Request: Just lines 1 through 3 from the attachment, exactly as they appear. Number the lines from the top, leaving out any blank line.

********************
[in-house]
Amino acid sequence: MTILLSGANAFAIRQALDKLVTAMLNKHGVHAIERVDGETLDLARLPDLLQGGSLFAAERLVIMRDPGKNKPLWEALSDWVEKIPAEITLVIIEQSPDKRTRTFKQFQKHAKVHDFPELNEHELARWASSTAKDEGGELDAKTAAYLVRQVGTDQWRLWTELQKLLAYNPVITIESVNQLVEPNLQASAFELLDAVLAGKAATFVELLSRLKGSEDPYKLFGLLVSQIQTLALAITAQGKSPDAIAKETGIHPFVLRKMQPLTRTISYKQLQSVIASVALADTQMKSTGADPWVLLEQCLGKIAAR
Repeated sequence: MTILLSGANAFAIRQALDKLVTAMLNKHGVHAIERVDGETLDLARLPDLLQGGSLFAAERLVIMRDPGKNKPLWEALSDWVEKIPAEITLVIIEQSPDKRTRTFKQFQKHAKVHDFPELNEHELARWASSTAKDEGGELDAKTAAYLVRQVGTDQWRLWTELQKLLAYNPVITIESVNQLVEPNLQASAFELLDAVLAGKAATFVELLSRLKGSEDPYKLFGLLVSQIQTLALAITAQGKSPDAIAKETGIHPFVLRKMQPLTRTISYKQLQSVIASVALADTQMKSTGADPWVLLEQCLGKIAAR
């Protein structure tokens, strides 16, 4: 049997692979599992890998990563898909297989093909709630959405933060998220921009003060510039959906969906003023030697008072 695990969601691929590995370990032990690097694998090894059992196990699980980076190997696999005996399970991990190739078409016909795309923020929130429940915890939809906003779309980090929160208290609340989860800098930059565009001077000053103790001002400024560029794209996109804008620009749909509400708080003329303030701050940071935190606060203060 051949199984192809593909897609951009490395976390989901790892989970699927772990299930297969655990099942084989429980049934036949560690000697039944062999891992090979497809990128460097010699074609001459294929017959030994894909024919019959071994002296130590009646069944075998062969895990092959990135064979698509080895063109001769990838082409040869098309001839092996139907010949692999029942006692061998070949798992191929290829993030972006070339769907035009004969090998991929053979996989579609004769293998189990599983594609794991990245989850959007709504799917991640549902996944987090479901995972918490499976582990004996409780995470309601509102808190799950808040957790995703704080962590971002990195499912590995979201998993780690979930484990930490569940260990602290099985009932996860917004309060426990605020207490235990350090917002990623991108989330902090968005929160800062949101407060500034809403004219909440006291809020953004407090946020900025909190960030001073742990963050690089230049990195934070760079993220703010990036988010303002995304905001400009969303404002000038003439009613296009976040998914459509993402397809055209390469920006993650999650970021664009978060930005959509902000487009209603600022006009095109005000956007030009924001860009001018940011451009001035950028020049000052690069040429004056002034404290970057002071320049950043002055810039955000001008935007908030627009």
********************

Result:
[in-house]
Amino acid sequence: MTILLSGANAFAIRQALDKLVTAMLNKHGVHAIERVDGETLDLARLPDLLQGGSLFAAERLVIMRDPGKNKPLWEALSDWVEKIPAEITLVIIEQSPDKRTRTFKQFQKHAKVHDFPELNEHELARWASSTAKDEGGELDAKTAAYLVRQVGTDQWRLWTELQKLLAYNPVITIESVNQLVEPNLQASAFELLDAVLAGKAATFVELLSRLKGSEDPYKLFGLLVSQIQTLALAITAQGKSPDAIAKETGIHPFVLRKMQPLTRTISYKQLQSVIASVALADTQMKSTGADPWVLLEQCLGKIAAR
Repeated sequence: MTILLSGANAFAIRQALDKLVTAMLNKHGVHAIERVDGETLDLARLPDLLQGGSLFAAERLVIMRDPGKNKPLWEALSDWVEKIPAEITLVIIEQSPDKRTRTFKQFQKHAKVHDFPELNEHELARWASSTAKDEGGELDAKTAAYLVRQVGTDQWRLWTELQKLLAYNPVITIESVNQLVEPNLQASAFELLDAVLAGKAATFVELLSRLKGSEDPYKLFGLLVSQIQTLALAITAQGKSPDAIAKETGIHPFVLRKMQPLTRTISYKQLQSVIASVALADTQMKSTGADPWVLLEQCLGKIAAR